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 Post subject: Disabled birders
PostPosted: Sat Jul 01, 2017 12:08 am 
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Joined: Fri Apr 11, 2014 9:39 pm
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Location: Cleethorpes
Which are the best sites in Lincolnshire for birders who are either unable to walk or who can only walk very short distances from their cars?

In his posts, 'Max' has sometimes described the challenges he faces, so it might be worth drawing up a list for the benefit of those in a similar situation.

Unfortunately, there doesn't seem to be wealth of information on the Lincolnshire Wildlife Trust's website.

I would imagine most LWT reserve hides are not easily accessed and their car parks may be located away from the main 'action'.

In Cleethorpes, various seafront car parks (notably the one at the leisure centre) might be productive at certain times of the year for coastal waders/ wildfowl and gulls (though sadly not shearwaters or skuas).

The car park at the Humberston Fitties pools also has merit, especially for watching feeding little egret, with the chance of waders on passage and, in winter, little grebes, shoveler, wigeon and Brent geese aplenty in flight. Short-eared owls and marsh harriers are also seen occasionally, and relative rarities such as pectoral sandpiper and black-necked grebe have also been recorded in recent years.

Unfortunately, the car park at Cleethorpes Country Park doesn't overlook the lake which is usually the main focus for birders.

We won't all be nimble for ever. Disability is always a possibility, so it might be helpful if there could be a register of county locations that are friendly to disabled birders, both those living within the county and visitors.


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 Post subject: Re: Disabled birders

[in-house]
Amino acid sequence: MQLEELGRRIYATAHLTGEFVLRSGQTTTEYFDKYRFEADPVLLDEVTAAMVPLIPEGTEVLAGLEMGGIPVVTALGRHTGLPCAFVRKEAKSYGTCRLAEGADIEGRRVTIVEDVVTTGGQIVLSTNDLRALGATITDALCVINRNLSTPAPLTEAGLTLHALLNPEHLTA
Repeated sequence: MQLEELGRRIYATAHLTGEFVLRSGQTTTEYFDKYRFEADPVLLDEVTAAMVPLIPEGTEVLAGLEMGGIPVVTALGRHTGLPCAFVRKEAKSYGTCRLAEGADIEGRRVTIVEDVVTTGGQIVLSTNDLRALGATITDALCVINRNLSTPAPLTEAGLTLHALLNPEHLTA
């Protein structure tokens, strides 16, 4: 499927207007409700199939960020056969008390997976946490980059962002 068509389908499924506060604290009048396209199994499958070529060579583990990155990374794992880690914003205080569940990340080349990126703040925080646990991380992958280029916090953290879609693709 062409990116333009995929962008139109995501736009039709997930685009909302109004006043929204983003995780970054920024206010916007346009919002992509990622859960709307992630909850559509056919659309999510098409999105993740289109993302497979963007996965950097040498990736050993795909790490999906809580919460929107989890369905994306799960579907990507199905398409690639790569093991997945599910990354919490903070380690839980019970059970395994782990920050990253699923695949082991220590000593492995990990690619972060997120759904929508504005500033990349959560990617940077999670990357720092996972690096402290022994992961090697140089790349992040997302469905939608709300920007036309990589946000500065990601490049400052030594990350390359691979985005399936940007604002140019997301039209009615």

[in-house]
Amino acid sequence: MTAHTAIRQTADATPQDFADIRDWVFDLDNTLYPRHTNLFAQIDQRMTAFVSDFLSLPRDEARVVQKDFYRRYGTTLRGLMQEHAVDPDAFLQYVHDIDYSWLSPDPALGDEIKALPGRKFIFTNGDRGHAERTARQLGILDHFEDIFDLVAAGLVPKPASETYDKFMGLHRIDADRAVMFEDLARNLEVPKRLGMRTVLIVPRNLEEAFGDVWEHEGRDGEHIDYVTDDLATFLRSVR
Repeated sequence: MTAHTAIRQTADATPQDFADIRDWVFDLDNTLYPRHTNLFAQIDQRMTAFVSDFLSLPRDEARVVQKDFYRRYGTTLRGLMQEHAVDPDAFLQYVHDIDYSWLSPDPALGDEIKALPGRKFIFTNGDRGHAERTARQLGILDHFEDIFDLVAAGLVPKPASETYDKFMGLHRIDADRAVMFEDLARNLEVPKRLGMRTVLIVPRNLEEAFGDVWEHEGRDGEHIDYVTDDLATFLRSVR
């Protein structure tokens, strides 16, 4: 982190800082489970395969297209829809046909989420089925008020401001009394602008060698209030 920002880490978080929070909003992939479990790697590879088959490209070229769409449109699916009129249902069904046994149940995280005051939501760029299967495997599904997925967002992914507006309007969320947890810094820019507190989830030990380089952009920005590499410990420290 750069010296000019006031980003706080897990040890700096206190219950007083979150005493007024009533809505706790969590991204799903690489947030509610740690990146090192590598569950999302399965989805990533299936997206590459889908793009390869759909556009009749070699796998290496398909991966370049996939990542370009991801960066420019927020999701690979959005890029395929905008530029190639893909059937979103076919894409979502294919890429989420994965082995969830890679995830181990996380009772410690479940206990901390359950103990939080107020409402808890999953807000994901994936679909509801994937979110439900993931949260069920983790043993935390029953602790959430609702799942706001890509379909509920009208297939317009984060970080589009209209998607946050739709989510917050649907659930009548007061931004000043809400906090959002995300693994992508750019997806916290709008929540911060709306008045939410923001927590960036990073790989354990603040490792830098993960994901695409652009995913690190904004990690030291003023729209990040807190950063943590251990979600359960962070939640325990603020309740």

PostPosted: Mon Jul 03, 2017 4:14 am 
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Well said Jim!

My favourite coastal site is perfect for those who cannot or have problems walking, and that's Grainthorpe Haven :D .

The only times I get out car is either to take photos/videos if its too awkward to do in car, have a natter or a pee.

Scotton Common Reserve is almost the same as above for me.

Saltfleet Haven I rarely get out car and if I do it's usually for a leak.

Chowder Ness no need to walk.

Keb Wood[/b] I never leave car.

My favorite inland site Black Bank and Carr Dyke again only need to keep within the few yards of car.

Bonby Carrs and Appleby Carrs no need to leave car.

Horkstow Bridge. These have mentioned have maybe changed since my visits.

Nebraska Wetlands only a short stroll to hide but I prefer to watch from my mobile hide.

Have you noticed a theme going on here?

If as is usual in the past, I doubt very much if the well known birders put owt on this thread, so prove to me am wrong, go on help the disabled and maybe we may find new places to visit one day.

Kind regards

Max

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 Post subject: Re: Disabled birders
PostPosted: Mon Jul 03, 2017 4:52 pm 
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Location: Cleethorpes
Thanks, Max, for taking the trouble to draw up that list - I am sure it will be invaluable for any birder who is permanently or temporarily disabled (or recuperating from injury or illness).

Subject to committee approval, perhaps the list might be worth having a dedicated section of its own on the LBC website.

On the same subject, has anyone attending the AGM noticed what a problem it is to access the meeting room at Horncastle's Admiral Rodney Hotel for those who are unsteady on their pins who struggle for breath as they climb the stairs? It's not known as the Top Deck suite for nothing.

And what if there were a fire?

For the sake of disabled attendees, future AGMs meeting should surely be held at ground floor venues?


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 Post subject: Re: Disabled birders
PostPosted: Tue Jul 04, 2017 4:36 am 
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I'd like to suggest that a section could be made available for sites to visit for those with walking difficulties etc. Or if that is asking too much why not on the Venues section add the word Disabled Birders and as a sub-heading places to visit once we have clicked on the section. I notice it is hardly used these days, so I think that is a good idea. But the powers that be may not agree.